Sunday, January 10, 2010

30 States Require Kids to Support Parents.

At last count, 30 states have “Filial Responsibility laws”. Whazzat?

These are laws that state that children have a legal duty to support their parents with necessities, if the parents are needy and can’t support themselves. Is your state one of them?

States with filial responsibility laws are: Alaska, Arkansas, California, Connecticut, Delaware, Georgia, Idaho, Indiana, Iowa, Kentucky, Louisiana, Maryland, Massachusetts, Mississippi, Montana, Nevada, New Hampshire, New Jersey, North Carolina, North Dakota, Ohio, Oregon, Pennsylvania, Rhode Island, South Dakota, Tennessee, Utah, Vermont, Virginia, and West Virginia.

Decades ago in Ohio, as a young lawyer in a firm, I was, as are all young lawyers in a firm, relegated to the law library, researching.

One day I stumbled on this law that said that children could be prosecuted if they did not support their needy parents. Even back then before Medicare, Medicaid, Food Stamps, and all the other entitlement programs, this looked really weird.

I showed it to our lead attorney. He had never heard of it, either. And he thought it was weird, too. I put it out of my head until a few years ago. Then I ran across an internet article by Jane Gross, who had researched it. Why would she do that? She probably got a grant, or something.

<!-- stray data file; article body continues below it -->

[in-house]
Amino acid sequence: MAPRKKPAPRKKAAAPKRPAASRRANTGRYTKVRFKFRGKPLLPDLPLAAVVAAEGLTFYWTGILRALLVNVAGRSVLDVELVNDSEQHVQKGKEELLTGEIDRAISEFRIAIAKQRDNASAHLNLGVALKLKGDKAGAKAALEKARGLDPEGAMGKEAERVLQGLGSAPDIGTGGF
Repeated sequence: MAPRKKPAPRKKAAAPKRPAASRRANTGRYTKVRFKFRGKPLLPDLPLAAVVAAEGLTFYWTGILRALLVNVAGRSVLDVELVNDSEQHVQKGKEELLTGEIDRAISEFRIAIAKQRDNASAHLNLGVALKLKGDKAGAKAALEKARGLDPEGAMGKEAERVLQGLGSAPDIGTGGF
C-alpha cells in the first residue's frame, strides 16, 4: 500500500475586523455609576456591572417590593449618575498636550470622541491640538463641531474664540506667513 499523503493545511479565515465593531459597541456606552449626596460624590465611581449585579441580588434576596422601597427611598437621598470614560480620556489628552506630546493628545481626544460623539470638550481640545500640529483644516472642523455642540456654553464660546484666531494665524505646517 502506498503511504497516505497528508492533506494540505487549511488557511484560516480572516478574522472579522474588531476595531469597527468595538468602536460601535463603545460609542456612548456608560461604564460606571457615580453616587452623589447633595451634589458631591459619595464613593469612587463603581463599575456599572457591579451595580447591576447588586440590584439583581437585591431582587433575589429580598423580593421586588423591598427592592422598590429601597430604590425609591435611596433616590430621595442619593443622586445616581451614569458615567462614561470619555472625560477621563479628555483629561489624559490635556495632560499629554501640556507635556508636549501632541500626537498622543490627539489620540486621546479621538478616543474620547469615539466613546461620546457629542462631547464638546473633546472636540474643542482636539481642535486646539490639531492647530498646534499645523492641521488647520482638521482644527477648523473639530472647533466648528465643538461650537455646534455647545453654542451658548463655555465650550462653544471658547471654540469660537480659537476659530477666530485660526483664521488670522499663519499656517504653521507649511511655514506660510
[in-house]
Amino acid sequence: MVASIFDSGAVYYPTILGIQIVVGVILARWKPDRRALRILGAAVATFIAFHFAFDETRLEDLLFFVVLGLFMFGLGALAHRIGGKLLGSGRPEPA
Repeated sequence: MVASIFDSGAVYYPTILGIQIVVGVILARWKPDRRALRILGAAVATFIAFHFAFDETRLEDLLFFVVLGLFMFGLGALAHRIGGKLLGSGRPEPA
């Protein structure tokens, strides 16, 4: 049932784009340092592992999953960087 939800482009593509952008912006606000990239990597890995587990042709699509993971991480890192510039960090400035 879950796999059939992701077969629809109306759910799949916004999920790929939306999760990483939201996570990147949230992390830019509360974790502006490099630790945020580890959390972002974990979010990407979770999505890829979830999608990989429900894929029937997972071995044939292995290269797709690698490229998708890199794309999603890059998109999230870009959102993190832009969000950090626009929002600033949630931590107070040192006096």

That’s where I found out that 29 other states had similar laws.

Wouldn’t it be nice if we could enforce these laws? But we probably can’t. We probably never could. But it was the intent of these states to put into law what we all know we should do.

Why bring this up? Because more than any other responses I get when I bring up the need for Long Term Care Insurance is, “The kids will take care of me”. Oh yeah? Have you asked them?

Today, with fewer kids than in the “old days”, with families living farther apart, and with the daughters (traditionally, once upon a time, the primary care givers) almost all having jobs outside the home, too, the kids are the classic “Sandwich Generation”. They may not be able to do it.

Just like those old, well meaning, but ultimately useless laws, the idea that the “kids will take care of me” has gone the way of the buggy whip. It’s time to take a serious look at this issue.

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